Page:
Apple and Facebook’s Privacy War, Explained
Why the social media giant is worried about Apple's new data tracking policies
Facebook has become increasingly worried about Apple’s upcoming privacy measures.
Last week during an earnings call, Facebook CEO Mark Zuckerberg criticized Apple’s recent privacy claims, suggesting that the FB-owned WhatsApp offers better user protection than Apple’s iMessage. “We have a lot of competitors who make claims about privacy that are often misleading,” he said on the call, according to Business Insider.
This week in what’s seen as a preemptive move, Facebook announced they would be sending pop-up notifications to Apple users asking for permission to track them for ad targeting reasons, appealing to those users with the suggestion that they would be “support[ing] business that rely on ads to reach customers.”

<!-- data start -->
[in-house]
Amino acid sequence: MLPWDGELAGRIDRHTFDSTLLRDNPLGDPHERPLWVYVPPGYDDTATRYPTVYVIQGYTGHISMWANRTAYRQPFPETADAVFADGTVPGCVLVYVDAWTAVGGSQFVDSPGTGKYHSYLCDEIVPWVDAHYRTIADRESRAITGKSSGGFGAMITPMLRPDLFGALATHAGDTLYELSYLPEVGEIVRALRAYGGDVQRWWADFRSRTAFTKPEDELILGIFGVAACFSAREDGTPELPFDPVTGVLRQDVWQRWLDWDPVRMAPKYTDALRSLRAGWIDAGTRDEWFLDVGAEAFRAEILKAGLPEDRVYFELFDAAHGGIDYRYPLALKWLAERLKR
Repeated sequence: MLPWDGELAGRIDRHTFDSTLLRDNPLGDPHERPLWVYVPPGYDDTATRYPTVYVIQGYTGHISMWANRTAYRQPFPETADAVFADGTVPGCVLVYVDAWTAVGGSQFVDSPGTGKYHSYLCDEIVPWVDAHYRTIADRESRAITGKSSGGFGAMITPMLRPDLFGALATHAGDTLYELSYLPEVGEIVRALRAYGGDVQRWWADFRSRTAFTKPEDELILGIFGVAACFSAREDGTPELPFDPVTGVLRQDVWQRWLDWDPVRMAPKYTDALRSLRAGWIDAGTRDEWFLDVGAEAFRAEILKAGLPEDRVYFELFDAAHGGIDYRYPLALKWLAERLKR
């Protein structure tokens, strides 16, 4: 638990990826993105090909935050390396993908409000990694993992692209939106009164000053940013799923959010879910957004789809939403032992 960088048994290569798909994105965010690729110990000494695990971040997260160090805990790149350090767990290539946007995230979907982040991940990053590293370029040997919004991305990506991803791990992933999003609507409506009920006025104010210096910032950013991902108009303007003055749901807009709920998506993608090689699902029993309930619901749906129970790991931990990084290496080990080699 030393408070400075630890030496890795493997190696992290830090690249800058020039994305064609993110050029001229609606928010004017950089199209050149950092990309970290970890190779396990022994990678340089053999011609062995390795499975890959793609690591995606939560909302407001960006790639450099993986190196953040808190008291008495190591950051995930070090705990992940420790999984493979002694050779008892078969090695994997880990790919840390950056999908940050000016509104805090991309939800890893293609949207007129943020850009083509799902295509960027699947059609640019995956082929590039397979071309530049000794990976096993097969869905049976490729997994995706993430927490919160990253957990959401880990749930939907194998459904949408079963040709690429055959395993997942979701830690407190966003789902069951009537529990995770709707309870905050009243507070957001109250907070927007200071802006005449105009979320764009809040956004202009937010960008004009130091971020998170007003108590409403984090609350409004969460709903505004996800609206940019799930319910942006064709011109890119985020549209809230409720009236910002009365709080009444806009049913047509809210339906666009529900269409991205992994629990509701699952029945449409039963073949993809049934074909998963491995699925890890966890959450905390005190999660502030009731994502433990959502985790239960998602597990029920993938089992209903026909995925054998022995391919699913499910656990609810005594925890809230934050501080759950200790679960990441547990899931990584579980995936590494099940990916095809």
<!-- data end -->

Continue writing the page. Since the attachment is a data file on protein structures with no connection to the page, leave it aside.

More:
Some of this back-and-forth started when Apple introduced “Privacy Nutrition Labels” in its app store, a policy that supposedly labels exactly how your data is being used by different apps; a noble goal, but its transparency and enforcement have come under scrutiny. More recently, Apple CEO Tim Cook suggested “technology does not need vast troves of personal data, stitched together across dozens of websites and apps, in order to succeed,” which is pretty much an attack on Facebook’s entire revenue model.
So, what really prompted this battle?
Is Apple really that concerned about how data is being used and abused? Probably. Are they controlling their own tech ecosystem in a way that’ll also probably earn them more money? Sure. Are some Facebook employees correct when they note that their company, which makes billions in ad profits and has a rather checkered history with how user data is being used, is “not a compelling victim?”
That’s a transparent truth.
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